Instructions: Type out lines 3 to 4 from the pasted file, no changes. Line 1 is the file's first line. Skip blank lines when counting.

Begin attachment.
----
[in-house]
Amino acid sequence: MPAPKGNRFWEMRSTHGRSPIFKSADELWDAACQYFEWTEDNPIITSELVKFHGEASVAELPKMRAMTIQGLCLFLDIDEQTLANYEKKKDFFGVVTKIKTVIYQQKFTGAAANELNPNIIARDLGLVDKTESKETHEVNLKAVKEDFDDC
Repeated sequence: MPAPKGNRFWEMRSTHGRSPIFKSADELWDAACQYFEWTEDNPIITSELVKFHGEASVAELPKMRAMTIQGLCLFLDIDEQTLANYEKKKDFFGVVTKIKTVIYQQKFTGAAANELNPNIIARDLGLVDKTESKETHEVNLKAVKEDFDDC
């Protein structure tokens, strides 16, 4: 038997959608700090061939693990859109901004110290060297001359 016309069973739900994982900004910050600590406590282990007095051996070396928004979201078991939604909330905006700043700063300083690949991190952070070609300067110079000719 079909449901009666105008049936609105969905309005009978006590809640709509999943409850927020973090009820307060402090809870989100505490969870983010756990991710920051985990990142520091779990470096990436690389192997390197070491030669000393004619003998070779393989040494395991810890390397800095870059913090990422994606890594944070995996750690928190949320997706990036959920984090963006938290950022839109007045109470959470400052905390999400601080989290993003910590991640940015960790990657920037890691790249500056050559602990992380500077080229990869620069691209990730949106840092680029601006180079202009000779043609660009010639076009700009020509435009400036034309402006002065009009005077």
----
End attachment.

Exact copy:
Repeated sequence: MPAPKGNRFWEMRSTHGRSPIFKSADELWDAACQYFEWTEDNPIITSELVKFHGEASVAELPKMRAMTIQGLCLFLDIDEQTLANYEKKKDFFGVVTKIKTVIYQQKFTGAAANELNPNIIARDLGLVDKTESKETHEVNLKAVKEDFDDC
């Protein structure tokens, strides 16, 4: 038997959608700090061939693990859109901004110290060297001359 016309069973739900994982900004910050600590406590282990007095051996070396928004979201078991939604909330905006700043700063300083690949991190952070070609300067110079000719 079909449901009666105008049936609105969905309005009978006590809640709509999943409850927020973090009820307060402090809870989100505490969870983010756990991710920051985990990142520091779990470096990436690389192997390197070491030669000393004619003998070779393989040494395991810890390397800095870059913090990422994606890594944070995996750690928190949320997706990036959920984090963006938290950022839109007045109470959470400052905390999400601080989290993003910590991640940015960790990657920037890691790249500056050559602990992380500077080229990869620069691209990730949106840092680029601006180079202009000779043609660009010639076009700009020509435009400036034309402006002065009009005077």